On the morning of the 2nd of March of the following year, I had to go to the bank to withdraw 100,000 yen for a one-week trip to Shikoku, departing on the 8th of April. I was determined to fill the withdrawal slip out by myself, but I was still anxious. What if I filled it out incorrectly and was again told to fill out another slip? I therefore asked Junko to fill out a slip for me to use just in case mine was not accepted.

It had taken me one year to save up ten thousand yen. I filled in the slip by myself, focusing all of my concentration on writing. I was very worried it would not be accepted and I would not be able to use it to get the money. I went to the bank with the slip, and gingerly presented it with my bankbook to the woman at the counter, "Today, I wrote the slip by myself for the first time. Did I do it correctly?" The woman smiled and replied, "It's fine." I was a little reassured, but knew I would not feel completely relieved until I had the money. I waited at the counter. After a short time, the woman called, "Mrs. Yoshida," and handed me 100,000 yen together with my bankbook.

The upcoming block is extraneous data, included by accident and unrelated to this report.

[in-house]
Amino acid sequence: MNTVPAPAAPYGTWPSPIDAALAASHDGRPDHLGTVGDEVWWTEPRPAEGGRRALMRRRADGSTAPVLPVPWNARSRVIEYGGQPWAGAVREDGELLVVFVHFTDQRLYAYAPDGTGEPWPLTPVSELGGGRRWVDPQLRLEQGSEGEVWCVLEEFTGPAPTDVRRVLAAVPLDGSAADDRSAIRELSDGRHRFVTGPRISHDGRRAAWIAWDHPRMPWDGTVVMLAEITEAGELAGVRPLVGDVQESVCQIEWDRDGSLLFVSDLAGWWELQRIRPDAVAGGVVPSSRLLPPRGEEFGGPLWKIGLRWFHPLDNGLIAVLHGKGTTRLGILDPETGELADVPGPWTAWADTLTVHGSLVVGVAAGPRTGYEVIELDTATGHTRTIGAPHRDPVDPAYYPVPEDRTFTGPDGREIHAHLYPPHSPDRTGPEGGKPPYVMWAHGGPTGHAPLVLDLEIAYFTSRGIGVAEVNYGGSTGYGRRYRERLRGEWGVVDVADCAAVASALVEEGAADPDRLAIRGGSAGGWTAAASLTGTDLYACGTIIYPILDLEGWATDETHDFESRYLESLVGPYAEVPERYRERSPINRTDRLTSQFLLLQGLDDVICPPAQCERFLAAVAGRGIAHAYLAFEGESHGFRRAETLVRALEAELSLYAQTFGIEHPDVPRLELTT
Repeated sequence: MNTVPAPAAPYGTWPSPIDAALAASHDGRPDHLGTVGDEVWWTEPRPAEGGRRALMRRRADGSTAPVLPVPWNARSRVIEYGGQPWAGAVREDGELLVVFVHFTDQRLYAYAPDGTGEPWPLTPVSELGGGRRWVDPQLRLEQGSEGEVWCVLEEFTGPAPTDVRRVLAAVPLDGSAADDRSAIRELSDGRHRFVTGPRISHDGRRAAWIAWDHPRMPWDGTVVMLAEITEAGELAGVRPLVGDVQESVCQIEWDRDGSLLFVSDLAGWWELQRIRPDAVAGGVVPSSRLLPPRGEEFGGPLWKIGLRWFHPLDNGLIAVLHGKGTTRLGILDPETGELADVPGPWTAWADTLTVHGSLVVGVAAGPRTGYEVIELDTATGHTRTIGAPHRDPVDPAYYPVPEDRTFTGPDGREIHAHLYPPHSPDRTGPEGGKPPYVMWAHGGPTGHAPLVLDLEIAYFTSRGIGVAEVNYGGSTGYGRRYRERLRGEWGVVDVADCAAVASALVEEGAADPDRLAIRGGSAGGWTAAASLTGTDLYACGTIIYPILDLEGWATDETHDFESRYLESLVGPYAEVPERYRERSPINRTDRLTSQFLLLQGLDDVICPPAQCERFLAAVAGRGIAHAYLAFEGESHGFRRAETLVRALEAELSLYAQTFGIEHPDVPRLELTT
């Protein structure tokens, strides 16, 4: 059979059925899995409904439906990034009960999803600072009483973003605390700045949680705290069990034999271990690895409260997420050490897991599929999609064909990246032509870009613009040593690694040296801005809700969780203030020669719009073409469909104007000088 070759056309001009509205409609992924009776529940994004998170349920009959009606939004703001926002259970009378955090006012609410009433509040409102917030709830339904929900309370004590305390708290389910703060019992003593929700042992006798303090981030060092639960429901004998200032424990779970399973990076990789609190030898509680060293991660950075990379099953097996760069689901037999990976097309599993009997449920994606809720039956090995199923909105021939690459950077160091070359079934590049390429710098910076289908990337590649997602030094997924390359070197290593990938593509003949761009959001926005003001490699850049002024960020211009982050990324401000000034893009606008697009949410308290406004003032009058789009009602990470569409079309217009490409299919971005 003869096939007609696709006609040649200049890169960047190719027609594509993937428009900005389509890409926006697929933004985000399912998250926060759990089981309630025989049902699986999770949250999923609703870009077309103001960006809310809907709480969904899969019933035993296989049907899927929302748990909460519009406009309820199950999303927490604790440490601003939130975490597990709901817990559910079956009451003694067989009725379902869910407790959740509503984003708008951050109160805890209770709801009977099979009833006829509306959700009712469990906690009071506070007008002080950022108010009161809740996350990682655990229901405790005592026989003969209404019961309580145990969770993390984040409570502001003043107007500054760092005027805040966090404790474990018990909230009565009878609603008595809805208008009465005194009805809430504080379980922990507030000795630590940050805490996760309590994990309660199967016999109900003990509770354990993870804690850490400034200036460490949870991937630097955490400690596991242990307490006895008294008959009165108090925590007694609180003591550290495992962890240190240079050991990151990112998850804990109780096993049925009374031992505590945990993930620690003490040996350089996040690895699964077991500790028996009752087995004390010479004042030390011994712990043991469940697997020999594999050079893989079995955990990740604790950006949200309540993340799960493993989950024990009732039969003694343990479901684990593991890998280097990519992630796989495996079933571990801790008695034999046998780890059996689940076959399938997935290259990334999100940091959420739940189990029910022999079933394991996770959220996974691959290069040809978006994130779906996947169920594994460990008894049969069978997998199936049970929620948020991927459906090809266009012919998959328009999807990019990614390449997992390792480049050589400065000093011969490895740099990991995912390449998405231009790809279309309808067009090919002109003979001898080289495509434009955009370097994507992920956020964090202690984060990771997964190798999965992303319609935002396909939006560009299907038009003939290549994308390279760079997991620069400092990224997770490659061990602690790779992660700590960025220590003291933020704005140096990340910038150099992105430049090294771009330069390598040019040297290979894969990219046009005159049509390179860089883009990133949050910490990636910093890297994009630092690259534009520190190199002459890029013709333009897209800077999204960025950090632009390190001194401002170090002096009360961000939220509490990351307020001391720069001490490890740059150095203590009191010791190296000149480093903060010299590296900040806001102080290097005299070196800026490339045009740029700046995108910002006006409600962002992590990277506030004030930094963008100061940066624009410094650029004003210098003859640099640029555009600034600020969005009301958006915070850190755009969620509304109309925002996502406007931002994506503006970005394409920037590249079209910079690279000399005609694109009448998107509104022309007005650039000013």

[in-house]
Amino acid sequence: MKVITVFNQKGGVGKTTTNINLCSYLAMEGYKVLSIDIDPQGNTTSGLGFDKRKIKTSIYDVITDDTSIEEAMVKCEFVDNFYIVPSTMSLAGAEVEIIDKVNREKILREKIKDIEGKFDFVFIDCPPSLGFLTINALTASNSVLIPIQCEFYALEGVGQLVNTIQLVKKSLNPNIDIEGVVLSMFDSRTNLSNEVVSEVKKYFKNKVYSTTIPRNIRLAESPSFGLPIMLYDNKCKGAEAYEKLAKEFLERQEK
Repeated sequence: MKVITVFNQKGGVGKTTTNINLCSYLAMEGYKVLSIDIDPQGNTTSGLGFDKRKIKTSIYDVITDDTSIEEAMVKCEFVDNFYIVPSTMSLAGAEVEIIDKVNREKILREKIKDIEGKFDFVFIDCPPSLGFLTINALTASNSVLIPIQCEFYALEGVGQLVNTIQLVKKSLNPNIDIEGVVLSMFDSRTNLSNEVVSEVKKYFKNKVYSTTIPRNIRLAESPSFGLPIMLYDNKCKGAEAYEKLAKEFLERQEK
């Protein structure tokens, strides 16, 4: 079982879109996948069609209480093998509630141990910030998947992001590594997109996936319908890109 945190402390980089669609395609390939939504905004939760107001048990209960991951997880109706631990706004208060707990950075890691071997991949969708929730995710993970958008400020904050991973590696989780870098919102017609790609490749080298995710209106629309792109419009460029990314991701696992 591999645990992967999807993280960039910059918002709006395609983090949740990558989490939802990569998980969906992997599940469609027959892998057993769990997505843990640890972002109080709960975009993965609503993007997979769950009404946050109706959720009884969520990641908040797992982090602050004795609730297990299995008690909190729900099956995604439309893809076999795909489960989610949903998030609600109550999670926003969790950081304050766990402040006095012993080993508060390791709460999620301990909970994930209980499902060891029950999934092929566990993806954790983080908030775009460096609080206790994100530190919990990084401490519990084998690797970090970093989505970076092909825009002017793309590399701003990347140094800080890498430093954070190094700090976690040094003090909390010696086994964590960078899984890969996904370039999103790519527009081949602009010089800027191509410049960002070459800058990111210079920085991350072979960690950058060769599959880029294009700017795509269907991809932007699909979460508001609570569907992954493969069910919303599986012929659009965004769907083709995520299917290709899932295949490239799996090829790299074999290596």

It was the first time in my life that I had withdrawn money from my bank account using a slip I filled out by myself. I was so exited that I wept for joy.

Junko came to my house the next morning. I exclaimed to her, "Yesterday, I withdrew money with the slip I filled out by myself!" She said to me, "That's wonderful!" She was very pleased. That same day at my literacy class I told everybody, "Yesterday, I withdrew money with the slip I wrote by myself." Everybody in the class congratulated me, "Well done! You won't have any problems anymore."

Now, I can finally finish this essay.

March 31, 1994

(from the 2004 Special Issue to Celebrate the UN Decade for Literacy 2003-2012)